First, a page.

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Georgetown University Press
Allg. u. vergl. Sprachwiss.
black & white illustrations
This book is the first comparative study of the syntax of Arabic dialects, based on natural language data recorded in Morocco, Egypt, Syria, and Kuwait. These four dialect regions are geographically diverse and representative of four distinct dialect groups. Kristen E. Brustad has adopted an analytical approach that is both functional and descriptive, combining insights from discourse analysis, language topology, and pragmatics -- the first time such an approach has been used in the study of spoken Arabic syntax. An appendix includes sample texts from her data. Brustad's work provides the most nuanced description available to date of spoken Arabic syntax, widens the theoretical base of Arabic linguistics, and gives both scholars and students of Arabic tools for greater cross-dialect comprehension.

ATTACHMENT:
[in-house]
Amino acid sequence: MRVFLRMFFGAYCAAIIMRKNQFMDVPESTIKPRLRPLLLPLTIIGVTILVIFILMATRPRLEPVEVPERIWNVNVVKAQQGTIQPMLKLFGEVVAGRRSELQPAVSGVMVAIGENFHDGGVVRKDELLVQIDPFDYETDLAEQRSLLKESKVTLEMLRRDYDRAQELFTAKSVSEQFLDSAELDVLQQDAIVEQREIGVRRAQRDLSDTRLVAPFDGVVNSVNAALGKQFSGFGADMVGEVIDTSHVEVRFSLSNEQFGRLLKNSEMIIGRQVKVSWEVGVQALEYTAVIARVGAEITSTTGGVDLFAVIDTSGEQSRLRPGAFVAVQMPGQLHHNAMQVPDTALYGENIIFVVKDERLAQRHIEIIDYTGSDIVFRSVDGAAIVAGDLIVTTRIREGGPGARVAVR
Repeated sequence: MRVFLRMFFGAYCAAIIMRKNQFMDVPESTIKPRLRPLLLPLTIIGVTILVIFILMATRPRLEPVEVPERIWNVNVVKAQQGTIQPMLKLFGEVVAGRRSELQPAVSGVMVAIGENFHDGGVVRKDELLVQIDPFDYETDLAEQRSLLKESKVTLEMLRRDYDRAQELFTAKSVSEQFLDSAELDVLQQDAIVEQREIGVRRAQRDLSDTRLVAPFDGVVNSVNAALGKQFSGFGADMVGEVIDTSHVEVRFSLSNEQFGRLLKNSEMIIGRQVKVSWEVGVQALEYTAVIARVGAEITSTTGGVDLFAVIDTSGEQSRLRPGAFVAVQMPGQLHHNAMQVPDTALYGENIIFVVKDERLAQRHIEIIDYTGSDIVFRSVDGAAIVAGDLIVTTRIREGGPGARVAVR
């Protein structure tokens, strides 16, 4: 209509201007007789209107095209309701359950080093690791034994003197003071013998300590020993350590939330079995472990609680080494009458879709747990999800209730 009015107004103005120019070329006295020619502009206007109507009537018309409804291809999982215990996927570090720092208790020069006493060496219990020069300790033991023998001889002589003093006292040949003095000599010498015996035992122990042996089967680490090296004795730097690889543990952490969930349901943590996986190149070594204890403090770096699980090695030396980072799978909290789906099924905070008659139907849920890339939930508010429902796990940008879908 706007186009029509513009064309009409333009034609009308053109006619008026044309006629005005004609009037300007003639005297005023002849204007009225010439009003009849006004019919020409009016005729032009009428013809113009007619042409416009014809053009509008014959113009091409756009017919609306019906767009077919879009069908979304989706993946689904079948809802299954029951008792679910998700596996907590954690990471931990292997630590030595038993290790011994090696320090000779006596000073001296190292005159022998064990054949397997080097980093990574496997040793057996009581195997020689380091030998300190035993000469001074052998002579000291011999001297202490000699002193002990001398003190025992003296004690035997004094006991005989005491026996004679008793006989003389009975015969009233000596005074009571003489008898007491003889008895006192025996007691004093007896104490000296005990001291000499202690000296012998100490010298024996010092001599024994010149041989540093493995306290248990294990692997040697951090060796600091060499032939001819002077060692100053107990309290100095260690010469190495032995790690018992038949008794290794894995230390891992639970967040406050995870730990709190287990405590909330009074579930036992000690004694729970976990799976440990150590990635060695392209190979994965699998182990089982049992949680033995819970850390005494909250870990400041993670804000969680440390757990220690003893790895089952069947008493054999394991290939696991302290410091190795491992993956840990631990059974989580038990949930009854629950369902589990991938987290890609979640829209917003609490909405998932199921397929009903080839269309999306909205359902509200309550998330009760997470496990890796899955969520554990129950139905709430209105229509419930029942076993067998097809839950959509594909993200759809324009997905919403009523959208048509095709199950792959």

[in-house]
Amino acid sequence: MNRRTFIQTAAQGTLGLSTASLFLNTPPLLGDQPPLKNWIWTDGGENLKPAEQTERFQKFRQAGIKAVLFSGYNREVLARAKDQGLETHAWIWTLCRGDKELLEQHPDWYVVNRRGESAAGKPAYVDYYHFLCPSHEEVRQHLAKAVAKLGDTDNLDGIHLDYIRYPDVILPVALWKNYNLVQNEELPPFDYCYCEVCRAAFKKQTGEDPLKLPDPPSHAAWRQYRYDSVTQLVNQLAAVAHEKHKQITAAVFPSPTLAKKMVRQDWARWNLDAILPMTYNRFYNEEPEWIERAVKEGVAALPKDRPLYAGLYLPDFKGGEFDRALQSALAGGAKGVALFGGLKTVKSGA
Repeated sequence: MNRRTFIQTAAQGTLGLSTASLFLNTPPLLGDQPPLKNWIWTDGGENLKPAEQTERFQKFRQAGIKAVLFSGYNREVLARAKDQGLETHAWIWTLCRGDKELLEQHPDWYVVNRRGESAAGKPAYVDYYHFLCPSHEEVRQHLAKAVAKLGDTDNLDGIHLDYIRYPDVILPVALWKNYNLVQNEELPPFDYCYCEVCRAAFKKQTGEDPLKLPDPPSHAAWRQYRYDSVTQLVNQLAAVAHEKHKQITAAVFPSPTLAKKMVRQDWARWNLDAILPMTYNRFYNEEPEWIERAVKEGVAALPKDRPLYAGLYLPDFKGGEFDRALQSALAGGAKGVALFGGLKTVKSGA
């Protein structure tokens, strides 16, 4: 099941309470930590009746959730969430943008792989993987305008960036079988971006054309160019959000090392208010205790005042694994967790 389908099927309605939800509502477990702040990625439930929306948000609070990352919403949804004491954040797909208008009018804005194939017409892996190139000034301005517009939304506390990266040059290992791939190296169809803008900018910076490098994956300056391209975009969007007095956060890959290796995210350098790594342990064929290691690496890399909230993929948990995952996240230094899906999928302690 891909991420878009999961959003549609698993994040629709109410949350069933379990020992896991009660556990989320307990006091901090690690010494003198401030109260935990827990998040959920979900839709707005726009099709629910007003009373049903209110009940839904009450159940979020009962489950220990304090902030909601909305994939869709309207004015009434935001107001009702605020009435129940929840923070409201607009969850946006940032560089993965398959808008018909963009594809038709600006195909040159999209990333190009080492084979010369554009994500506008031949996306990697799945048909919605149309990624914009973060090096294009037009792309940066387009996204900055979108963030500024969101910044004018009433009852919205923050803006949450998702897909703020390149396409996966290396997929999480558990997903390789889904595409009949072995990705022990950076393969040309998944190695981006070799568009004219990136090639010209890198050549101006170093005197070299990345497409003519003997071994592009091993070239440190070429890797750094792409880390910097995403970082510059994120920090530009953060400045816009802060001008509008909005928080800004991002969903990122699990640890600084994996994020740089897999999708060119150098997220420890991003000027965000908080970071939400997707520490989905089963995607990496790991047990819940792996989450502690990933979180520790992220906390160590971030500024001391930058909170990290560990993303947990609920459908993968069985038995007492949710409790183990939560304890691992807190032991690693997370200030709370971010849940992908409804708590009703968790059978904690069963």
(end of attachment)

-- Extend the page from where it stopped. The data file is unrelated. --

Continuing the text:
Kristen E. Brustad is an associate professor of Arabic at Emory University. She is co-author, with Mahmoud Al-Batal and Abbas Al-Tonsi, of the Arabic language program Al-Kitaab fii Ta callum al-cArabiyya: A Textbook for Arabic, published by Georgetown University Press.
Notes on Transcriptions and Glosses Introduction 1. The Definiteness Continuum 2. Number, Agreement and Possession 3. Relative Clauses 4. Demonstrative Articles and Pronouns 5. Categorizing Verbs 6. Aspect 7. Tense and Time Reference 8. Mood 9. Negation 10. Sentence Typology Conclusions Appedix 1: Informants Appendix 2: Texts Morocco Egypt Syria Kuwait References Subject Index Author Index Tables Figures
"Thoroughly backed up by numerous solid references in the dialectological literature...an important publication advancing the field of comparative Arabic dialectology." -- Journal of the American Oriental Society "A welcome addition to Arabic linguistics. It is well written, with lucid explanations and transparent terminology. It breaks new ground in Arabic dialectology... Recommended reading for anyone who is interested in the Arabic language or Arabic linguistics, including teachers and professors, native and non-native alike. It is readable, clearly laid out, and written in an engaging style." -- Modern Language Journal